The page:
One of the core tenants behind the way that I function with people is something that I learned working at Apple, actually. There is a principle they have: “assume positive intent.” In every interaction that you have with someone, assume that they are operating out of noble means and are trying to do good. If you, by default, extend positivity and trust to people, they're more willing to extend that back. It allows people to feel supported. It puts them in an environment where they can be at ease and are more willing to be transparent. And that always allows us to accomplish our goals. With clients, it creates trust. It allows them to evaluate the company from the perspective of, “Will you do what you say you will do? Can you do what you claim to be able to? Are you the experts that you say you are?”
You’ve volunteered at four different coding schools over the past 5 years. Why is teaching and mentoring so important to you?
I'm really passionate about education. I'm passionate about taking the skills and things that I've learned and allowing other people to have access to that. Specifically, it's important to me that women and people of color begin to have access to this industry as well. If you want the industry to change and be different, you have to educate people. So, quite frankly, I have a lot of privilege. If I want that change to happen, I have to extend my privilege to other people.
Do you get to share this love for mentoring in your work at CrossComm?
Yes, that's largely what brought me to CrossComm. In fact, that was THE THING that sealed the deal for me—understanding that I would have junior engineers that I would be directly responsible for mentoring. It's in my job role, and I love that it's a metric that I'm assigned to; the growth of other people is something that I'm directly responsible for. I've realized in my career that helping people grow and helping build teams is something that's really important to me, specifically in the scope of technology.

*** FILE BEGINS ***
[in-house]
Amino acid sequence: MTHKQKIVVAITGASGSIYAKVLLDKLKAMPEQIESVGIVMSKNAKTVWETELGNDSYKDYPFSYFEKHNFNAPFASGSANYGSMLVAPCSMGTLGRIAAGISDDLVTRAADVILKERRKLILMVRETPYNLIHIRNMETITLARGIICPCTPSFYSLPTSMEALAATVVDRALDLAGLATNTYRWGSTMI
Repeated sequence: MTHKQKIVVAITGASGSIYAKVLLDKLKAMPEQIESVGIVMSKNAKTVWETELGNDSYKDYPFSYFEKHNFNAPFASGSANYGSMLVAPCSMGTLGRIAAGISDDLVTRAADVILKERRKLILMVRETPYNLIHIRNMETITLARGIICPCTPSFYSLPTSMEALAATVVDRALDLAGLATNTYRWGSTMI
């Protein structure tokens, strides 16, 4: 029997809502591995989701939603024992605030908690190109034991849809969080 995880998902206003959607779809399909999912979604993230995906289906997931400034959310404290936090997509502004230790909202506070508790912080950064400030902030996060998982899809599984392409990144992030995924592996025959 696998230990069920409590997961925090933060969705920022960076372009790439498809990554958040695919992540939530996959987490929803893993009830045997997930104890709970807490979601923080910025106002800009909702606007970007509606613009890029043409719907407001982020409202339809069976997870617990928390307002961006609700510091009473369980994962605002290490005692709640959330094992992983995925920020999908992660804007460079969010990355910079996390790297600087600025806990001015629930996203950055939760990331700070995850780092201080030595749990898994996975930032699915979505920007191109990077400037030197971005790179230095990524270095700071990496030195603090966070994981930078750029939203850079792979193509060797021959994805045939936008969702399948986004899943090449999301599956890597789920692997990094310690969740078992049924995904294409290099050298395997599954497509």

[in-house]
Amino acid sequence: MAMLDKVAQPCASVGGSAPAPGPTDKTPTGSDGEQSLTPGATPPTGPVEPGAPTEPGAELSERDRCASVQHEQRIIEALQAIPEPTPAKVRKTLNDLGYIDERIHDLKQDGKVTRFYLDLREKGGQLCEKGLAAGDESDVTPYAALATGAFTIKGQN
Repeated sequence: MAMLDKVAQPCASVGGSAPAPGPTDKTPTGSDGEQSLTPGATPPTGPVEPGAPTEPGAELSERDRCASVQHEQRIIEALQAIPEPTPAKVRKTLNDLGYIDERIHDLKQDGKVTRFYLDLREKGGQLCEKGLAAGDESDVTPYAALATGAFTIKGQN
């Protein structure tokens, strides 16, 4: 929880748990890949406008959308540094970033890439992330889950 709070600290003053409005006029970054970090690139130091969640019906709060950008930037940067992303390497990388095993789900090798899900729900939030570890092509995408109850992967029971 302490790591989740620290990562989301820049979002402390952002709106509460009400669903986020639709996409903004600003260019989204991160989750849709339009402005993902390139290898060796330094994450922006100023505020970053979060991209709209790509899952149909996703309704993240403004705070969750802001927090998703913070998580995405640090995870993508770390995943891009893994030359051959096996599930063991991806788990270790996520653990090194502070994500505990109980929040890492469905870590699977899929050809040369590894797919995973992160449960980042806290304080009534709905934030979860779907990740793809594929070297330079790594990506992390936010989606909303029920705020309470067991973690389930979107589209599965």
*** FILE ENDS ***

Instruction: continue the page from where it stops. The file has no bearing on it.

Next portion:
Anthony looks on at a CrossComm summit
What else do you enjoy about working at CrossComm?
I’ve been impressed with the consistent quality that comes out of people here. There is a true commitment to making sure that we’re delivering the things that we promise. People here are doing it not because they have to but because they legitimately care about the end result and the people that this will actually impact. That’s not something you see in a lot of work environments and it makes me really proud to work here.
What types of projects do you enjoy working on?
I enjoy projects where almost all of the team is working on it. I really enjoy things that are very collaborative. I love brainstorming sessions. I like the process of using discussion as a tool to whittle down and get to a single answer, solution, or response. It’s like cogs in a clock; I enjoy being a part of a small section or group, but seeing how it affects other sections and watching progress move on all fronts as it gets closer to completion.
I get joy out of seeing the client feel the momentum and get excited for their own product, their own marketing, their own internal process, and understanding that this is all in the movement and support of that. I also like anything that allows me to be very technical and specific and use skill sets that you don't get to use every day. I like things that allow me to feel clever.
What about CrossComm’s future are you excited about?
I’m excited about our growth. I’m really excited to see how the company develops and the kind of changes we make in our industry. We’ve always been leaders and at the forefront of what we do, and I’m excited to see how that continues to progress, especially as our size increases. I’m excited to see what it looks like to continue to do those things with a larger footprint.